Wednesday, October 26, 2016

Wednesday Wordage Mourning Edition

Times change.  Behavior that is commonplace now would have rocked the world of a century past; what was once normal, right, and proper is now fusty, antiquated, and weird.

So, a bit over a year ago, a guy with some mental issues completely legally obtained weapons designed for the sole purpose of efficiently killing lots of people, walked into a classroom at the local community college, and used those weapons for their intended purpose.  I do think that a century ago, the event would have been remembered differently.  After all, we still talk about Jack the Ripper, who killed maybe six people, and the Hatfields and McCoys, who were not especially efficient in their murderous ways.  I thought that it was a certainty that my town would be forever branded with this mass shooting.  It was the main subject in the national news for almost a week, an inescapable thing, and the word "Roseburg" was paired with the word "shooting," like it or not.

A year later, it seems that we are past it.  Perhaps mass shootings are too commonplace.  For a while, when I mentioned that I was from Roseburg, people from out of state would mumble some sort of recognition and note the city's loss.  Now, when I talk to people from out of state, they haven't heard of Roseburg or know anything about it.

I guess it wasn't horrible enough.  Newtown is horrible enough that it is still remembered, so we know that the deaths of twenty-some little kids can cause a lasting dent the nation's psyche.  10 people, mostly young adults?  Not enough.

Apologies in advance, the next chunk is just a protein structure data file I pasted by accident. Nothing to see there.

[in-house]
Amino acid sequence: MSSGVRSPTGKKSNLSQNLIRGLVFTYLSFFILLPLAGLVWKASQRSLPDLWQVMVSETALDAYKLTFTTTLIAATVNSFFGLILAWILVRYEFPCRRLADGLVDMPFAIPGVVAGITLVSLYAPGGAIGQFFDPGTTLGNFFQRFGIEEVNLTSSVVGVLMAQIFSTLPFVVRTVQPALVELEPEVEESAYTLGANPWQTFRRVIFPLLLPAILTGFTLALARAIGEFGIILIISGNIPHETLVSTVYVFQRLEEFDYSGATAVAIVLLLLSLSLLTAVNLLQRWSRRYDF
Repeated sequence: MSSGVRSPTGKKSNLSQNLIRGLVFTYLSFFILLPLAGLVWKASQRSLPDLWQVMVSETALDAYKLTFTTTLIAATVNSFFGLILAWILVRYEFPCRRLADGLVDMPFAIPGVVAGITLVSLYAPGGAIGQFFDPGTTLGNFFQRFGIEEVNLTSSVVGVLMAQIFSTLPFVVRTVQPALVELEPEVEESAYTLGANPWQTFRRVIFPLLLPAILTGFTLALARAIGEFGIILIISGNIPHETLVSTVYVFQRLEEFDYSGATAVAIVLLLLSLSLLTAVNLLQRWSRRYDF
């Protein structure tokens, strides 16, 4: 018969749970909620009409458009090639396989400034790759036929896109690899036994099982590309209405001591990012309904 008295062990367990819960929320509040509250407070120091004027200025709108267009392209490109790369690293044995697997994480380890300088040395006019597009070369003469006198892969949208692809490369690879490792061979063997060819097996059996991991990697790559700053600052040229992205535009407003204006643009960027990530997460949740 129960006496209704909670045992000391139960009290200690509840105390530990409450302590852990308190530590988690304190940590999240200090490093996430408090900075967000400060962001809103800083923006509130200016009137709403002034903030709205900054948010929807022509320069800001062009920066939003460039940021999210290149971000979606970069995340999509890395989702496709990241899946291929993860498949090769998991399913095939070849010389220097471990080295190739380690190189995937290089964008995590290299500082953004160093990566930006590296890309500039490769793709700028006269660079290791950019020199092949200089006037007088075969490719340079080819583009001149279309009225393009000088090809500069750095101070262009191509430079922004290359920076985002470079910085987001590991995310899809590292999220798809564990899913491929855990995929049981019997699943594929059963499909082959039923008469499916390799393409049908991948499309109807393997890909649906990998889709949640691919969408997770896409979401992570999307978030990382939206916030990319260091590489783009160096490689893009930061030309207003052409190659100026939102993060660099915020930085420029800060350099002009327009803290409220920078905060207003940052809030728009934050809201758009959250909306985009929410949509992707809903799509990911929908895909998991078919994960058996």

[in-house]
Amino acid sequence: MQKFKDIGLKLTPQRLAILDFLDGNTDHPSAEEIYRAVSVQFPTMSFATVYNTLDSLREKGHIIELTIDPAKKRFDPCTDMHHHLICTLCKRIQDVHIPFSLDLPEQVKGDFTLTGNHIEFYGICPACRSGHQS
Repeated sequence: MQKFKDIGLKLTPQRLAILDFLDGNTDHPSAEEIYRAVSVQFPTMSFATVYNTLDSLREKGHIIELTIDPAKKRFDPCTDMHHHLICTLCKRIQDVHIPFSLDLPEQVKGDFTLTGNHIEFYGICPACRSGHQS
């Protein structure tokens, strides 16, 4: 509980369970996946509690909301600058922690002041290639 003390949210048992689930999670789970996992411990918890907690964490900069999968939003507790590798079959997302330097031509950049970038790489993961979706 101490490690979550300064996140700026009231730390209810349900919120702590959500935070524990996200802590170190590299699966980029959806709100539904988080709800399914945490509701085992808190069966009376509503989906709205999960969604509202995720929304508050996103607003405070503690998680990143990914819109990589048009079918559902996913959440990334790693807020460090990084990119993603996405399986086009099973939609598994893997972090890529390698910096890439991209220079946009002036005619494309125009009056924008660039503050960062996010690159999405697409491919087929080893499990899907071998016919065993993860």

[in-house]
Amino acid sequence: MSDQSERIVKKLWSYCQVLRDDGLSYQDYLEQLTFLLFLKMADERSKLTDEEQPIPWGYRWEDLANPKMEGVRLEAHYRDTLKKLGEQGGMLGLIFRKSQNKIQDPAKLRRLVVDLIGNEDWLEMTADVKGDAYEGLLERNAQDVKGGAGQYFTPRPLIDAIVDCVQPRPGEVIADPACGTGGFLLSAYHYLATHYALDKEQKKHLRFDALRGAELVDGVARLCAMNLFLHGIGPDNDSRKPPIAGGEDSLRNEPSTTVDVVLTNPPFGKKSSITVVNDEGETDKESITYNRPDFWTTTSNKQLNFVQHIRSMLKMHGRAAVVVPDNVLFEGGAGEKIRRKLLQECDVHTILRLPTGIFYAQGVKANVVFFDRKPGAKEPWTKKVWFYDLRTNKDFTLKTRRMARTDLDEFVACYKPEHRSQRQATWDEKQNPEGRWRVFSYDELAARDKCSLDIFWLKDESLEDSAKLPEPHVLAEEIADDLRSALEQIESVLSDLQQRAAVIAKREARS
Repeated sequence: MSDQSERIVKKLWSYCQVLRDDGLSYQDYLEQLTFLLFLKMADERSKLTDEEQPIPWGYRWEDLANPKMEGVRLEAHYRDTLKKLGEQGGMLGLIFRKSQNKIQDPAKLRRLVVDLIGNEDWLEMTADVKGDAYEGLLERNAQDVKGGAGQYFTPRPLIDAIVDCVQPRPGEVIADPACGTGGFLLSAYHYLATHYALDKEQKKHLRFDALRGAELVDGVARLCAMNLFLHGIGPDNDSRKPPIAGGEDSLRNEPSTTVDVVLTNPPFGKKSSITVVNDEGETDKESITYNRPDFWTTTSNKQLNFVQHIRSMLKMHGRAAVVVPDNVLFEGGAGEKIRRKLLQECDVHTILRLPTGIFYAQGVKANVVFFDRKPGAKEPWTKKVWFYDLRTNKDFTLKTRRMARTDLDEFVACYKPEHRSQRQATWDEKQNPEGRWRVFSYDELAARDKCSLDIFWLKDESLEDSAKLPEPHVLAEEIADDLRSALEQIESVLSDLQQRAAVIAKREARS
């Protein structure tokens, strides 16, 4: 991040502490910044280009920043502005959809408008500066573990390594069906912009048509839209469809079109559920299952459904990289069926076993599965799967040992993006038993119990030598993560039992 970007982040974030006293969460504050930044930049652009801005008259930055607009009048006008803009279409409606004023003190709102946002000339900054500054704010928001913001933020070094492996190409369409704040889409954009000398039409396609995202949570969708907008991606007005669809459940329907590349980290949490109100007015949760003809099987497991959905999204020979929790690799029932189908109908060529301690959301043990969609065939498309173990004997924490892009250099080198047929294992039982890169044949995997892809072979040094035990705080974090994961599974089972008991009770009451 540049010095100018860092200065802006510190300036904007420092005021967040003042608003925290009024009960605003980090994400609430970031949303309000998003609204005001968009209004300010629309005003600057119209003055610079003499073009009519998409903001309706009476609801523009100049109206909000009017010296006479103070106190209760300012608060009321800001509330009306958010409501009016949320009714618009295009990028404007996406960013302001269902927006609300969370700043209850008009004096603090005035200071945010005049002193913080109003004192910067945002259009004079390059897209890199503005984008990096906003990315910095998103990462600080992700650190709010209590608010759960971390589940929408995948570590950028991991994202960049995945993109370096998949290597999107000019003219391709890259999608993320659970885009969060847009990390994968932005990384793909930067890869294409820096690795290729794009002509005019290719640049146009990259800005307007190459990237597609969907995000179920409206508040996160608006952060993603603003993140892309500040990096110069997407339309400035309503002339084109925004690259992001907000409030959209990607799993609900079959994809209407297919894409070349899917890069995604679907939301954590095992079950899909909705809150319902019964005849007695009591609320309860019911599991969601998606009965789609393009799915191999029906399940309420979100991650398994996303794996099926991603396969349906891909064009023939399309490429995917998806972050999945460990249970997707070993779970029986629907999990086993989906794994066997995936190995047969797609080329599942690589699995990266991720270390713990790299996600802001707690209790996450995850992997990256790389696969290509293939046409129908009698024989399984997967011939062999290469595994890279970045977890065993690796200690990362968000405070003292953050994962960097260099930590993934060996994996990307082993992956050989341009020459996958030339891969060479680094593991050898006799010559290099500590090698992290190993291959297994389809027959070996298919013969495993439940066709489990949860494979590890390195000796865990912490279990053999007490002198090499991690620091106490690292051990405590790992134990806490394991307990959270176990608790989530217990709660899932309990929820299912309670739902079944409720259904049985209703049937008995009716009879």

But this is supposed to be about words, and changes in usage.

There are rites of mourning.  There used to be standards for these.  In the Victorian era, when death was a lot more everyday, there were things that were done--the death photograph, the lock of hair, the wearing of mourning, and so on, and written rules for how long they should be done for.  To modern sensibilities, these rules seem pretty bizarre--but they are helpful, in that they do provide some guidance for how to not look disrespectful.  Now we are winging it, and here in Roseburg, we can use some help.

Immediately after the shooting, business marquees all started reading "ROSEBURG STRONG" or "OUR THOUGHTS ARE WITH UCC" or "PRAY FOR UCC" and so on.  That is a socially acceptable form of public mourning.  It actually may be obligatory rather than demanded.  But in the absence of a code, it's not clear when you can take down that message and post "SUMMER FUN SUPPLIES" or "SPOOKY SAVINGS INSIDE."  In an earlier time, we'd know: six months for a second degree relation, a year for a first degree relation, maintaining a black border, and so on.  Now, without these codes, many of the signs are still up, and I'm sure the proprietors would take them down but for the fear of being disrespectful.  Sometimes, rigid rules help.

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